What Is Love? How To Tell
Updated December 17, 2018
Reviewer Ema Jones, LCSW
"If you love someone, set them free." -Richard Bach
"Love is patient; love is kind. It does not envy; it does not boast…It always protects, always trusts, always hopes, always perseveres. Love never fails." -I Corinthians 13:4-8
"Love is friendship that has caught fire." -Ann Landers
"Love is a smoke and is made with the fume of sighs." -William Shakespeare
Love. It's a word that is probably used the most often and the most frequently misunderstood in the entire English language. It is something that eludes us constantly. But our souls crave it more than anything else, from our infancy all the way to old age. But despite our longing, do we even know what love really is? Our words and actions reveal a deep confusion about love. Sometimes we think it is something we give; other times, we just want to receive it. Sometimes, we treat love like a relationship that requires work and intention. Other times, we behave as if it's a fleeting emotion that we find by chance.
We use the word "love" to describe our feelings about pizza, our grandmother, and the cute boy we just met in the bookstore. We also use it to describe our intentions when making a lifetime commitment to a partner. How is it possible that one word can mean so many different things?
The answer is…it can't.
Our casual use of the word "love" reveals a deep misunderstanding of our emotions and intentions towards others. In making this word our umbrella term for every positive emotion we experience towards people or things in our lives, we have stripped it of any meaning.
No wonder we feel confused and empty. The truth is, it's hard to find something when you don't know exactly what it is you're looking for. In the words of countless songwriters and philosophers…what is love?
What is the true definition of love? Is there a love synonym that can make this all a bit clearer? Because it seems that once we have a love definition that really works, we might be that much closer to recognizing it when it is found.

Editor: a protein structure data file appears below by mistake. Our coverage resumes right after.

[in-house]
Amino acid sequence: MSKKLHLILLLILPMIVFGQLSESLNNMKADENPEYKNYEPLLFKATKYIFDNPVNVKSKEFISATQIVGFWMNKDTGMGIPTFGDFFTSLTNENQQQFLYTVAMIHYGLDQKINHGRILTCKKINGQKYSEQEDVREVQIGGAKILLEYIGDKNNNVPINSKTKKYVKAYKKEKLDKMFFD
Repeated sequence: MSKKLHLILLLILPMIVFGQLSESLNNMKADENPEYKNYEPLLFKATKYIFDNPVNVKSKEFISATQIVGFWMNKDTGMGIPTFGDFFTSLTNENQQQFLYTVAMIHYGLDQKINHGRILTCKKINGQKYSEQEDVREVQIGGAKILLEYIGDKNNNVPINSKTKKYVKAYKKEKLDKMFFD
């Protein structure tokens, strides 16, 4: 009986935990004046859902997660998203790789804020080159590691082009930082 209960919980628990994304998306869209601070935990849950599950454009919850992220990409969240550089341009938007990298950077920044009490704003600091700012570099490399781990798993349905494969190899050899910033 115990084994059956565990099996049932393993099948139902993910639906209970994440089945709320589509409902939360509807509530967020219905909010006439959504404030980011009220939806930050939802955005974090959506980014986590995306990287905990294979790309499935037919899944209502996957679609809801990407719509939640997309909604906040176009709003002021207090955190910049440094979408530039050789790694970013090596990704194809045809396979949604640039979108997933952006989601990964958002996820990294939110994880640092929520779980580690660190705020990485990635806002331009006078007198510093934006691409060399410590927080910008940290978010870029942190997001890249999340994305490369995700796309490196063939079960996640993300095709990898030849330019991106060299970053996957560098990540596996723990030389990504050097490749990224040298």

Love's Many Names
Our language says a lot about the things that matter most to us. We've all heard the saying that Eskimos have 50 different words for snow because it is so important to their lives…and it's true. So why is it that in the English language we use just one word for so many different things that are important to us?
In fact, other languages have a variety of words for the many subtle shades and emotions that comprise what we think of as "love."
In the Yagan language, the word "Mamihlapinatapei" is used to describe a look that passes between two people who want to initiate something…but don't. The French use the term "douleurexquise" to describe the emotion of yearning for someone that you can't have. And in the Boro language of India, the word "onsra" is used to describe the experience of a love that you know won't last.
In English, we do not have words for any of these complex but poignant emotions and experiences. By not naming them, we deny their importance and lump them all together under one word.
We do have many synonyms for love: attraction, romance, attachment, affection. These synonyms for love all represent different experiences and feelings.
The ancient Greeks broke down the concept of love into seven different states:
- Storge(love for family)
- Philia (love for friends)
- Eros (sexual desire)
- Agape (divine love)
- Ludus (childish love)
- Pragma (love between married partners)
- Philautia (love of self)
This is a way to define love that can serve as a foundation for a deeper understanding of what love is.
Let's look at some of these types of love in more detail.
Lust And Attraction (Eros)
This is an intense, romantic desire for another person. On the most basic level, it is the primal urge that motivates humans to mate with other humans to keep the species alive.
Because of its primal nature, this may be the most selfish kind of love. The other person is perceived as an object, a thing that will satisfy this basic urge ingrained in us for survival.
It can be experienced simply as a passing sexual attraction or desire for another person. It can also be much more intense, resulting in possessive energy focused on the other person. When Eros is this strong, you might think about the other person constantly, long to be in his/her presence all the time and even have trouble sleeping or eating.